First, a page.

Recent discovery of Unexploded Ordnance (UXO) by 1st Line Defence on a commercial site in Scotland highlights the importance of undertaking a Detailed UXO Risk Assessment, and the value of using local knowledge – and not just official records.
A seemingly innocuous site at face value was in fact found to have a very interesting history by the Research Team at 1st Line Defence as we embarked on gathering historical data for our client.
Although not related at all to the Ministry of Defence today, evidence showed that our client’s site had been requisitioned and used by the military as far back as WWI. It was referenced as being utilised as a hand grenade practice range, although as with many WWI training sites – very little official documentation could be found regarding its daily use.
We discovered that the site was again commandeered by the War Ministry in 1942. Some of the buildings were used for administration purposes, whilst the surrounding open land was used for ’operational practice‘ – a type of assault course for physical training.
However, anecdotal and oral accounts from ex-servicemen suggested a more clandestine use involving weapons training. Again, no official records could be located of such exercises.
Due to this interesting history, and the fact that the area had never been subsequently developed, we noted the potential risk for UXO contamination to have occurred – namely from grenades and possibly other items of Land Service Ammunition (LSA) dating back to WWI.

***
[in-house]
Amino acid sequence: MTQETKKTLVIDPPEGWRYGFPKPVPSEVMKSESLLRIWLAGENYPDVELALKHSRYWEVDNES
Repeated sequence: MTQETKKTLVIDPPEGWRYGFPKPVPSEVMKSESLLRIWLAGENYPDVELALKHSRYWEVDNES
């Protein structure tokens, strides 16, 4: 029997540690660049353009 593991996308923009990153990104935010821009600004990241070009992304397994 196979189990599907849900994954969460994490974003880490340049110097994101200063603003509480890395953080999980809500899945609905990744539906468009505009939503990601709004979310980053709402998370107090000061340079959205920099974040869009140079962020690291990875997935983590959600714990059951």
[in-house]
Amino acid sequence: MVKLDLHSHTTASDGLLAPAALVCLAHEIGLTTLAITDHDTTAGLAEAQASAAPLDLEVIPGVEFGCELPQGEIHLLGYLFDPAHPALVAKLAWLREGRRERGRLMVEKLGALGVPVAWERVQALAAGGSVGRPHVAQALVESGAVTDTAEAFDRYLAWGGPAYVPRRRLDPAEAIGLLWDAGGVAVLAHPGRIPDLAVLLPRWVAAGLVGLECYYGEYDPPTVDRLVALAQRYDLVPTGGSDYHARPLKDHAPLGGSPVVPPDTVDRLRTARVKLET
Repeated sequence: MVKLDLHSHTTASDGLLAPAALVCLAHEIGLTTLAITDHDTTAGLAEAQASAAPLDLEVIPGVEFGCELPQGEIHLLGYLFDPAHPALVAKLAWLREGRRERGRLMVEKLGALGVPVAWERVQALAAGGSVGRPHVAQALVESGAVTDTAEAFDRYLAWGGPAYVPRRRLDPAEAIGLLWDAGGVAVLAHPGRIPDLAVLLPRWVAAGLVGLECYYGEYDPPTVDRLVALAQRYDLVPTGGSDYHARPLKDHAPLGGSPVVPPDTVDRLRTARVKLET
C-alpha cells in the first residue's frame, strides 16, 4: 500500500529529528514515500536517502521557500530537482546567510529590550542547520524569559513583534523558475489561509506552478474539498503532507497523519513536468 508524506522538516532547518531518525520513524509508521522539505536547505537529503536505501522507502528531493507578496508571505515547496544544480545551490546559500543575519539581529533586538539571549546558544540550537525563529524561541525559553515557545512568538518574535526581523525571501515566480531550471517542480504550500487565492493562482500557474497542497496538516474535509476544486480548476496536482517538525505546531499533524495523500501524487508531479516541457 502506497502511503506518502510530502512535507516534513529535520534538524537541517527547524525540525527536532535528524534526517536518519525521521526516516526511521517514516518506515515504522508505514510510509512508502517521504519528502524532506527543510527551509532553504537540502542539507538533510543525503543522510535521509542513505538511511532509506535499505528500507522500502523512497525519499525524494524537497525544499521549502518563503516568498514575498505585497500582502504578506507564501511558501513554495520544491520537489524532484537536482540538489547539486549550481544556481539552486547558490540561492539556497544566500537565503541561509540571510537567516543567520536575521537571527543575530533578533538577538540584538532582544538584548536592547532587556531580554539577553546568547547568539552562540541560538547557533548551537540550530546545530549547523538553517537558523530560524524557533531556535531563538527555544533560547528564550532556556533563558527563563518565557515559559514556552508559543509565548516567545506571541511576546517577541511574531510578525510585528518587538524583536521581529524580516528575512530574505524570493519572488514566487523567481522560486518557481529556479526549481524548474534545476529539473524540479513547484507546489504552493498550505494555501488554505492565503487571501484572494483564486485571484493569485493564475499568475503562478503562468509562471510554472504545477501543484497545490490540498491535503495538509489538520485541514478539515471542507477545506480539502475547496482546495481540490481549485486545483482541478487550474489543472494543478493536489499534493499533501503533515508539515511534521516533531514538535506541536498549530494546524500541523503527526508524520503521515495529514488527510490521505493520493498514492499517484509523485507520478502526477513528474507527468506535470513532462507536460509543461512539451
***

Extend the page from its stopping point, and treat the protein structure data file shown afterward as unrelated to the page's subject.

The ground works proposed on the site were shallow, and the area was relatively clean and free from significant extraneous ferrous contamination, and a Non-Intrusive UXO Survey was recommended to our client.
The data from the survey was interpreted by our in-house geophysicists, and a number of buried anomalies were identified and listed for further target investigation. During the survey and investigation phase our team recovered several WWI and some possible WWII-era grenades, most likely items which have been discarded, lost or not removed after use by the military – which over the years had become buried and hidden from sight.
Police were called to the site followed by a unit from a Royal Navy bomb disposal team, who were dispatched to remove and destroy the unexploded grenades.
In a statement, Police Scotland said: “After a number of unexploded military ordnance devices were discovered, the Explosives Ordnance Division (EOD) of the Royal Navy will safely remove the items and carry out a controlled explosion at a safe location.”
The statement added there was no wider risk to the public and the site has now been handed back over to the client for ground works to continue safely.
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